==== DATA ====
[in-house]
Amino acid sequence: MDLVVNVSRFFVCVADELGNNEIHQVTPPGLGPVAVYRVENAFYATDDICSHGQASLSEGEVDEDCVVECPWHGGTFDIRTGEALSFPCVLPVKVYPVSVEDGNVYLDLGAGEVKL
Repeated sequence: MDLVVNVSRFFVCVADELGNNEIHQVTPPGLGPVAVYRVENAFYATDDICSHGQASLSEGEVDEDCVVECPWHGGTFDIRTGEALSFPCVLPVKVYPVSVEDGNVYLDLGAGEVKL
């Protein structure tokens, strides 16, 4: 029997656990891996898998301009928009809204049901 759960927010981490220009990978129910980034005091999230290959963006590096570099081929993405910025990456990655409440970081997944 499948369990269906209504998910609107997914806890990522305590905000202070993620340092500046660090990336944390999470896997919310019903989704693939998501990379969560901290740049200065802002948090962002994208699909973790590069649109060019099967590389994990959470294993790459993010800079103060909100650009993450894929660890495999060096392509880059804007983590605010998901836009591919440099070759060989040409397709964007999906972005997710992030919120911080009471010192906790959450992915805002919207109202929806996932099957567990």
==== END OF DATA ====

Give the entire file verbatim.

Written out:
[in-house]
Amino acid sequence: MDLVVNVSRFFVCVADELGNNEIHQVTPPGLGPVAVYRVENAFYATDDICSHGQASLSEGEVDEDCVVECPWHGGTFDIRTGEALSFPCVLPVKVYPVSVEDGNVYLDLGAGEVKL
Repeated sequence: MDLVVNVSRFFVCVADELGNNEIHQVTPPGLGPVAVYRVENAFYATDDICSHGQASLSEGEVDEDCVVECPWHGGTFDIRTGEALSFPCVLPVKVYPVSVEDGNVYLDLGAGEVKL
């Protein structure tokens, strides 16, 4: 029997656990891996898998301009928009809204049901 759960927010981490220009990978129910980034005091999230290959963006590096570099081929993405910025990456990655409440970081997944 499948369990269906209504998910609107997914806890990522305590905000202070993620340092500046660090990336944390999470896997919310019903989704693939998501990379969560901290740049200065802002948090962002994208699909973790590069649109060019099967590389994990959470294993790459993010800079103060909100650009993450894929660890495999060096392509880059804007983590605010998901836009591919440099070759060989040409397709964007999906972005997710992030919120911080009471010192906790959450992915805002919207109202929806996932099957567990």